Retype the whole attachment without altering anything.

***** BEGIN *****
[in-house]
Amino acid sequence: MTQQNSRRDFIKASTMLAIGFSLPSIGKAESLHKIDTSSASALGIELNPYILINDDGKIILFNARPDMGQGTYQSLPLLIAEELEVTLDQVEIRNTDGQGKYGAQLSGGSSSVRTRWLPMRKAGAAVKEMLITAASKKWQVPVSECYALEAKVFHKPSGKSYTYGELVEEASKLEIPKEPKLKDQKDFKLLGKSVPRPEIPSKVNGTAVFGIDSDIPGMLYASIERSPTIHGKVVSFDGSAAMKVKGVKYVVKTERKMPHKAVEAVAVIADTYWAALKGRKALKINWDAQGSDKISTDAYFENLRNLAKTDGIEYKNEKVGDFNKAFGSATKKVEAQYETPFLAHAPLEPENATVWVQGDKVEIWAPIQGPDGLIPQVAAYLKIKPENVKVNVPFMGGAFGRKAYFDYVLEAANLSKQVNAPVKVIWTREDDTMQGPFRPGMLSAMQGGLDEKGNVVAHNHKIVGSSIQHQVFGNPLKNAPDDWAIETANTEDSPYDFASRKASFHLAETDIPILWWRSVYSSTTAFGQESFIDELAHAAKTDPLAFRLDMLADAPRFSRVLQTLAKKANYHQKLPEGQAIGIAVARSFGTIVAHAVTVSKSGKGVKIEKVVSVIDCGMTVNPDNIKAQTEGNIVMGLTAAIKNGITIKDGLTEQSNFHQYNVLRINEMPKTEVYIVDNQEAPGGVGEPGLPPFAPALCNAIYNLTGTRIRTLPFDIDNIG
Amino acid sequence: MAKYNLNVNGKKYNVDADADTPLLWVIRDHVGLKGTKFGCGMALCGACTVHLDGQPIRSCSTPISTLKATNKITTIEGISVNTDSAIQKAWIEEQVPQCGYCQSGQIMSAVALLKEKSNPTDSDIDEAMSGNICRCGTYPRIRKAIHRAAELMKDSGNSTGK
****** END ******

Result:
[in-house]
Amino acid sequence: MTQQNSRRDFIKASTMLAIGFSLPSIGKAESLHKIDTSSASALGIELNPYILINDDGKIILFNARPDMGQGTYQSLPLLIAEELEVTLDQVEIRNTDGQGKYGAQLSGGSSSVRTRWLPMRKAGAAVKEMLITAASKKWQVPVSECYALEAKVFHKPSGKSYTYGELVEEASKLEIPKEPKLKDQKDFKLLGKSVPRPEIPSKVNGTAVFGIDSDIPGMLYASIERSPTIHGKVVSFDGSAAMKVKGVKYVVKTERKMPHKAVEAVAVIADTYWAALKGRKALKINWDAQGSDKISTDAYFENLRNLAKTDGIEYKNEKVGDFNKAFGSATKKVEAQYETPFLAHAPLEPENATVWVQGDKVEIWAPIQGPDGLIPQVAAYLKIKPENVKVNVPFMGGAFGRKAYFDYVLEAANLSKQVNAPVKVIWTREDDTMQGPFRPGMLSAMQGGLDEKGNVVAHNHKIVGSSIQHQVFGNPLKNAPDDWAIETANTEDSPYDFASRKASFHLAETDIPILWWRSVYSSTTAFGQESFIDELAHAAKTDPLAFRLDMLADAPRFSRVLQTLAKKANYHQKLPEGQAIGIAVARSFGTIVAHAVTVSKSGKGVKIEKVVSVIDCGMTVNPDNIKAQTEGNIVMGLTAAIKNGITIKDGLTEQSNFHQYNVLRINEMPKTEVYIVDNQEAPGGVGEPGLPPFAPALCNAIYNLTGTRIRTLPFDIDNIG
Amino acid sequence: MAKYNLNVNGKKYNVDADADTPLLWVIRDHVGLKGTKFGCGMALCGACTVHLDGQPIRSCSTPISTLKATNKITTIEGISVNTDSAIQKAWIEEQVPQCGYCQSGQIMSAVALLKEKSNPTDSDIDEAMSGNICRCGTYPRIRKAIHRAAELMKDSGNSTGK